Serbs on December 27 erected more roadblocks in northern Kosovo and defied international demands to remove those placed earlier, a day after Serbia put its troops near the border on a high level of combat readiness.
The new barriers, made of laden trucks, were put up overnight in Mitrovica, a northern Kosovo town divided between Kosovo Serbs and ethnic Albanians, who represent the majority in Kosovo as a whole.
It is the first time since the recent crisis started that Serbs have blocked streets in one of the main towns. Until now, barricades had been set on roads leading to the Kosovo-Serbia border.
Serbian President Aleksandar Vucic said he ordered the army’s highest state of alert to “protect our people (in Kosovo) and preserve Serbia.”
He claimed that Pristina is preparing to “attack” Kosovo Serbs in the north of the country and remove by force several of the roadblocks that Serbs started putting up 18 days ago to protest the arrest of a former Kosovo Serb policemen.
Kosovo officials have accused Mr. Vucic of using his state media to stir trouble and trigger incidents that would act as a pretext for an armed intervention in the former Serbian province.
Petar Petkovic, a Serbian government official in charge of contacts with Kosovo Serbs, told the Serbian state RTS TV that the combat readiness of Serb troops was introduced because Kosovo had done the same thing.
He claimed that heavily armed Kosovo units want to attack the Kosovo Serbs “with the intention of attacking our women, the elderly, children, men. Our people who at the barricades are just defending the right to live.”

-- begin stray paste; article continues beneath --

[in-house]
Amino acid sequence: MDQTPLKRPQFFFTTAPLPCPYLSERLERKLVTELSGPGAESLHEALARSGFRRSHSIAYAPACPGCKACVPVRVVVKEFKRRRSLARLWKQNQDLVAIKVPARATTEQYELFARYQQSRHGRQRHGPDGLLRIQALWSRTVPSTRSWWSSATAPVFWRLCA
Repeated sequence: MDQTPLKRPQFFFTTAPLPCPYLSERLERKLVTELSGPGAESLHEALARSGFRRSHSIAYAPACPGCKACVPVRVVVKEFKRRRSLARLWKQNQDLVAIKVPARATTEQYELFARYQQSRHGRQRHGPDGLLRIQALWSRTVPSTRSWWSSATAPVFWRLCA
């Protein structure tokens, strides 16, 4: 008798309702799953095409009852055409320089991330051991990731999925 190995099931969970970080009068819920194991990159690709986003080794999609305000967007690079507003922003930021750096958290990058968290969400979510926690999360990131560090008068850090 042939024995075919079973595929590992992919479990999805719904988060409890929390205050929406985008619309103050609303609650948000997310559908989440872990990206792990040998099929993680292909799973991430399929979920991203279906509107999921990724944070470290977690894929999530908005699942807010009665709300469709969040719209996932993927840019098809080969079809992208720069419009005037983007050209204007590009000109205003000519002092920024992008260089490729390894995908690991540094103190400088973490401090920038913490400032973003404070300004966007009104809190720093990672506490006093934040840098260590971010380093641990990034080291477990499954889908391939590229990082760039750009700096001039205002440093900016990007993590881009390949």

Kosovo has asked NATO-led peacekeepers stationed there to remove the barricades and hinted that Pristina’s forces will do it if the KFOR force doesn’t react. Some 4,000 NATO-led peacekeepers have been stationed in Kosovo since the 1999 war that ended with Belgrade losing control over the territory.
Any Serbian armed intervention in Kosovo would likely result in a clash with NATO forces and would mean a major escalation of tensions in the Balkans, which are still reeling from the bloody breakup of Yugoslavia in the 1990s.
Tensions between Kosovo, which declared independence after a war in 2008, and Serbia have reached their peak over the past month. Western attempts to reach a negotiated settlement have failed, with Serbia refusing to recognize Kosovo’s statehood.
KFOR and the European Union have both asked Pristina and Belgrade to show restraint and avoid provocations.
Kosovo remains a potential flashpoint in the Balkans years after the 1998-99 Kosovo war that ended with a NATO intervention that pushed the Serbian troops out of the former Serbian province.